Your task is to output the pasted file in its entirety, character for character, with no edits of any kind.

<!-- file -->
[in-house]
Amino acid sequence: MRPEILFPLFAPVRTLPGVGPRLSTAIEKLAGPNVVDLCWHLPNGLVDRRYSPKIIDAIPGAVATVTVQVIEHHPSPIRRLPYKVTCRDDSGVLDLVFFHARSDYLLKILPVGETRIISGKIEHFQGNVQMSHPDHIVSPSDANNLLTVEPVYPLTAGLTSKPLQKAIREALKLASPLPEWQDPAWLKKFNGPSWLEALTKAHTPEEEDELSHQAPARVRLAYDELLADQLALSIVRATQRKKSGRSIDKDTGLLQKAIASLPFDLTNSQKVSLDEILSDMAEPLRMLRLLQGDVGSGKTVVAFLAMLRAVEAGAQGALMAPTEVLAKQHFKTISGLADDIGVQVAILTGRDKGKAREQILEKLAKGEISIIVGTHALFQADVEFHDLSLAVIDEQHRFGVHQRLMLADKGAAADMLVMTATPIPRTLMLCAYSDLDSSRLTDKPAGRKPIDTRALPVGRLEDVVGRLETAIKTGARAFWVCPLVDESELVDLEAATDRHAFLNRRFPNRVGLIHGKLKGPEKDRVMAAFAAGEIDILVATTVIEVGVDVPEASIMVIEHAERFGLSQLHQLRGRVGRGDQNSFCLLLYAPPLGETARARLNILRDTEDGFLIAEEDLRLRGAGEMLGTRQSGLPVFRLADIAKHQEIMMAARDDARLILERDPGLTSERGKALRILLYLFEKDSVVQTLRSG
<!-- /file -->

[in-house]
Amino acid sequence: MRPEILFPLFAPVRTLPGVGPRLSTAIEKLAGPNVVDLCWHLPNGLVDRRYSPKIIDAIPGAVATVTVQVIEHHPSPIRRLPYKVTCRDDSGVLDLVFFHARSDYLLKILPVGETRIISGKIEHFQGNVQMSHPDHIVSPSDANNLLTVEPVYPLTAGLTSKPLQKAIREALKLASPLPEWQDPAWLKKFNGPSWLEALTKAHTPEEEDELSHQAPARVRLAYDELLADQLALSIVRATQRKKSGRSIDKDTGLLQKAIASLPFDLTNSQKVSLDEILSDMAEPLRMLRLLQGDVGSGKTVVAFLAMLRAVEAGAQGALMAPTEVLAKQHFKTISGLADDIGVQVAILTGRDKGKAREQILEKLAKGEISIIVGTHALFQADVEFHDLSLAVIDEQHRFGVHQRLMLADKGAAADMLVMTATPIPRTLMLCAYSDLDSSRLTDKPAGRKPIDTRALPVGRLEDVVGRLETAIKTGARAFWVCPLVDESELVDLEAATDRHAFLNRRFPNRVGLIHGKLKGPEKDRVMAAFAAGEIDILVATTVIEVGVDVPEASIMVIEHAERFGLSQLHQLRGRVGRGDQNSFCLLLYAPPLGETARARLNILRDTEDGFLIAEEDLRLRGAGEMLGTRQSGLPVFRLADIAKHQEIMMAARDDARLILERDPGLTSERGKALRILLYLFEKDSVVQTLRSG